Substrate – Gravel – Dirt – Sand
Substrate is the stuff at the bottom of the tank. Call it gravel which it should not be as normally gravel has a grain size in excess of 4.5mm and for a planted tank you really want to stick with a grain size in the 1-3mm size which is normally what one would call coarse sand. The epoxy coated stuff they sell in bags at the Local Fish/Pet Store is not what one would want for a substrate. Uncoated gravel/sand works much better and if you look around you will find it's much cheaper. I can get 100 lb bags of coarse sand from an industrial supply house for around $13. Not a bad price, it works great and looks great. If you want Clown Puke (coated colored gravel) in the bottom of your tank that's your choice, just don't come crying to me when people laugh at you.
Substrate, Dirt & Sand
One thing to watch when you buy your substrate is to make sure it is not loaded with sea shell bits or contains any carbonate bearing rock like limestone. You want plain old inert stone. If in doubt obtain a small sample of the substrate in question and pour some muriatic acid on it. If it bubbles, fizzes, smokes or dissolves then avoid it. The reason is that these carbonate containing rocks or shell bits can play holy hell with your water chemistry. Some people will say that vinegar will work for this acid test. Not true. Many carbonate containing materials will not show a very active reaction with the weak acetic acid in vinegar.
There are several good “high tech” (and higher in price) substrates out there. I have used and recommend, if you want to spend the money, Seachem Flourite Seachem Onyx sand or CaribSea Eco-Complete. I have used all three and have had good results with all three. Flourite comes in red and a mixed red/orange/black. Onyx sand is gray, and Eco-Complete is black. You can mix Onyx or Flourite with gravel up to a 50/50 mix based on depth but I prefer to use the Eco-Complete alone.
Onyx and Flourite will both need to be rinsed before use or you will have a very nice mess on your hands. If you want ideas on how to wash these substrates then please contact me. Flourite and Onyx both contain iron. Onyx will also buffer your water a bit if you have soft water. Eco-Complete contains numerous minerals. All three of these substrates will also hold nutrients from fish poop or fertilizers that you add to the tank. Again with any of these three substrates place a thin layer of peat moss at the bottom of the tank.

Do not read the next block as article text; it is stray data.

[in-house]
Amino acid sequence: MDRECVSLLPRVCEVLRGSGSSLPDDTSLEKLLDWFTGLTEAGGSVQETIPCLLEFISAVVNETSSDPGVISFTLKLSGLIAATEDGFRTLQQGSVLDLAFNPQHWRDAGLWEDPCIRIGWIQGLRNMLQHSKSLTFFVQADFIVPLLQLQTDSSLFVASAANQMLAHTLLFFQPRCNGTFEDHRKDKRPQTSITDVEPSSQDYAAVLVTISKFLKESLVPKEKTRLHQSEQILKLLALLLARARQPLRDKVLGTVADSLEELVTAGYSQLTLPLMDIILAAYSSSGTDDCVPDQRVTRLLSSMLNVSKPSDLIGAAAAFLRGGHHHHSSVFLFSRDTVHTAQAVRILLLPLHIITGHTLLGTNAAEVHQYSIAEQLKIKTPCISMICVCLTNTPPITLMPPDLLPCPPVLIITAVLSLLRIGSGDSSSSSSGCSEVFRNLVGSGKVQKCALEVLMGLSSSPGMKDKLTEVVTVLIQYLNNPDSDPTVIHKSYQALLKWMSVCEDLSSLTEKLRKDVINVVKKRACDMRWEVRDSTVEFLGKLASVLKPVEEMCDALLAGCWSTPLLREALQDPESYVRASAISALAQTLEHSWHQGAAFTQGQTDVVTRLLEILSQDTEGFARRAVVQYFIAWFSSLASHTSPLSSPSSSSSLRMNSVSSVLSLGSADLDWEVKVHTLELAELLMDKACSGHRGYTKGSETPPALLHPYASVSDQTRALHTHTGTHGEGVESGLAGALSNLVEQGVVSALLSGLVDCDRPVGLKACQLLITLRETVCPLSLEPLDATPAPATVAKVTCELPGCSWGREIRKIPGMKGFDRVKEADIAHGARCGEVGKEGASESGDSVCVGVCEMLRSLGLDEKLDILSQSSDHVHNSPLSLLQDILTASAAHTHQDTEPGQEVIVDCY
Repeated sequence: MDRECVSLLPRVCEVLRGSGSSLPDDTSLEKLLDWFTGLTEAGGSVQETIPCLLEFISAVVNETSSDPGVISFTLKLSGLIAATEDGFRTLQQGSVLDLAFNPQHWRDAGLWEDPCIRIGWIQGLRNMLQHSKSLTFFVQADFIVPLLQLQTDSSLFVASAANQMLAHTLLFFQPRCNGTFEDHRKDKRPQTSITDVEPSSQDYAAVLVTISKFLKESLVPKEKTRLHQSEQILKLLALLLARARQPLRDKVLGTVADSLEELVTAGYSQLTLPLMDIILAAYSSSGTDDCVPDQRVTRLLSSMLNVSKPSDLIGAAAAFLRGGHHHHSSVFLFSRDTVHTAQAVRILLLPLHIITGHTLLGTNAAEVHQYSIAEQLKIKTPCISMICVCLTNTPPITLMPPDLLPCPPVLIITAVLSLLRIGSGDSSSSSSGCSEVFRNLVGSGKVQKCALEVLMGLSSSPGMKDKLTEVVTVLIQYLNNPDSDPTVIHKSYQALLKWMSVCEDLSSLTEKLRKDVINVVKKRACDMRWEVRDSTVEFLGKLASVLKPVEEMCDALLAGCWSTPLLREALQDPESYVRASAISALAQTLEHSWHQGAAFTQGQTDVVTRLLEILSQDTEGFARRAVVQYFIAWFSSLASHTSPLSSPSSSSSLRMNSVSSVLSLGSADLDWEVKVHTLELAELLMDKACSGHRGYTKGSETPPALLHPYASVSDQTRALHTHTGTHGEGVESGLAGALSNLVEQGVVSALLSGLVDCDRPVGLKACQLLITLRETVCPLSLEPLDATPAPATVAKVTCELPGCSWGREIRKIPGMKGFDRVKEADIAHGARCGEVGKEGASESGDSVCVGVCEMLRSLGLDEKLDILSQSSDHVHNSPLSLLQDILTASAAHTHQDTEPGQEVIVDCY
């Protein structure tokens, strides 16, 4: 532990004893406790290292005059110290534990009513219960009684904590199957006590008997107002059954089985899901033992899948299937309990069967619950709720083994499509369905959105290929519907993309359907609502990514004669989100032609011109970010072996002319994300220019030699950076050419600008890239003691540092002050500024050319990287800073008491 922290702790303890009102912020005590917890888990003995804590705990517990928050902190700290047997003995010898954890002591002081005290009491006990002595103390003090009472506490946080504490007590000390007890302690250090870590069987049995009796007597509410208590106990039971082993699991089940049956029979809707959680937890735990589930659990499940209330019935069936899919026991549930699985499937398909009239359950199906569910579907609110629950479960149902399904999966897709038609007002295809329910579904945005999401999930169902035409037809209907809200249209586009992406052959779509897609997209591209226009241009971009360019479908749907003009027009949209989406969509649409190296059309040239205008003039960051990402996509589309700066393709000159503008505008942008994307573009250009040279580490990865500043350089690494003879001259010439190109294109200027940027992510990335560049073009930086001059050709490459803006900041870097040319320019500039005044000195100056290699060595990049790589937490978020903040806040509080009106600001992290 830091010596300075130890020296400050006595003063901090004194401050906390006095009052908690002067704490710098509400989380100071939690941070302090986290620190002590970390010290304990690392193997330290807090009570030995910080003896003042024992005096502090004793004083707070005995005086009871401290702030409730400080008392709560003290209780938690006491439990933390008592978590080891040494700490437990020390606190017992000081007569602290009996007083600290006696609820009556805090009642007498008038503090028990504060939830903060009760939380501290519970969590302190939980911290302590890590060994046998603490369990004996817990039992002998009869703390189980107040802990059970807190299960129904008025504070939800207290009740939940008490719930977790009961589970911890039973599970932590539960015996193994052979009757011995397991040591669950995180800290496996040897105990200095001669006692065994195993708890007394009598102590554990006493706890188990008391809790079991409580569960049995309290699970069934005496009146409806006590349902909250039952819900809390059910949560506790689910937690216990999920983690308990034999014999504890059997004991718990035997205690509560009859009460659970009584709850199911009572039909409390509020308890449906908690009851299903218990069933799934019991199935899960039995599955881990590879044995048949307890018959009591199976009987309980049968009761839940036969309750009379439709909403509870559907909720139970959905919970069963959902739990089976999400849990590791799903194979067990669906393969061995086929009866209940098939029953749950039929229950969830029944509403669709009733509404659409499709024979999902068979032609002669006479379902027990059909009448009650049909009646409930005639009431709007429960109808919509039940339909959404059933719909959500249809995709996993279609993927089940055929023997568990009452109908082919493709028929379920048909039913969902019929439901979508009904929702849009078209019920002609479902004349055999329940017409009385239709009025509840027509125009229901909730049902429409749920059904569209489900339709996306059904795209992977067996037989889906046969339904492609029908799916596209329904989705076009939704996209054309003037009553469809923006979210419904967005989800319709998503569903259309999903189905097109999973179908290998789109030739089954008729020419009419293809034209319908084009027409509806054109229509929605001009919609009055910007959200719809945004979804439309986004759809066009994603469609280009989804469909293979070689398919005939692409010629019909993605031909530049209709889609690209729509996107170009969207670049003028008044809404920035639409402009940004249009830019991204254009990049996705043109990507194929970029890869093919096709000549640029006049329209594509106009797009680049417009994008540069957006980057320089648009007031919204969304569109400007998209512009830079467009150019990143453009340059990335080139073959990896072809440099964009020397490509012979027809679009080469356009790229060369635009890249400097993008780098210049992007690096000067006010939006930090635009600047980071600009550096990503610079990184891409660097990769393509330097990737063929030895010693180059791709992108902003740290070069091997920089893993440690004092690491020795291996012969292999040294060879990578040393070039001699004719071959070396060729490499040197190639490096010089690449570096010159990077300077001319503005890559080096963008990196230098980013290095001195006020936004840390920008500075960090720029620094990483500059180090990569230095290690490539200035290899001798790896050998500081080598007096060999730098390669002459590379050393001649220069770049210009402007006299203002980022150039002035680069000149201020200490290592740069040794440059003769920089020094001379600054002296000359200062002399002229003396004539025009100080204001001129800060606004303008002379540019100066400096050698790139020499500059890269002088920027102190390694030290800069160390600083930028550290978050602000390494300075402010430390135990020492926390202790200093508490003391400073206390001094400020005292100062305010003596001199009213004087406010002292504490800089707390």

Some people have had good luck using kitty litter, Profile, Turface, plain old dirt. Your mileage may vary and I'm not responsible for your problems. Just be aware that the kitty litter you buy can be wildly different from the kitty litter someone else buys, even though it comes from the same store in the same bag.
I have helped several people lately that have read on the net that dirt is a good inexpensive substrate. That may be true in some areas the world. But dirt is a highly variable item. You would be better off NOT using dirt on your first planted tank.
Ok, here is the way I wash substrates that need to be washed. Go to the local home improvement store and get a paint strainer that fits over a 5 gallon bucket, if you don't have a 5 gallon bucket get one of those also. Take the strainer and place it over the bucket. Pour about 5 lbs of the substrate in question into the strainer. Use the hose to wash the substrate. Don't use a high pressure sprayer. You don't want or need to break it up just get it clean. Now pull the strainer off the bucket, dump the water and repeat till the water is fairly clear. Using this method will save the “fines” but get rid of the dust. Substrates that benefit from this method are Flourite, Onyx, and plain old sand or gravel. Don't wash Eco-Complete.
Your substrate depth should be in the range of 2”-4”.
There has been a lot of confusion and questions about sand lately. And all sand is not equal. Here is a picture of a good “sand” to use. The grain size is just about perfect if you want a finer substrate.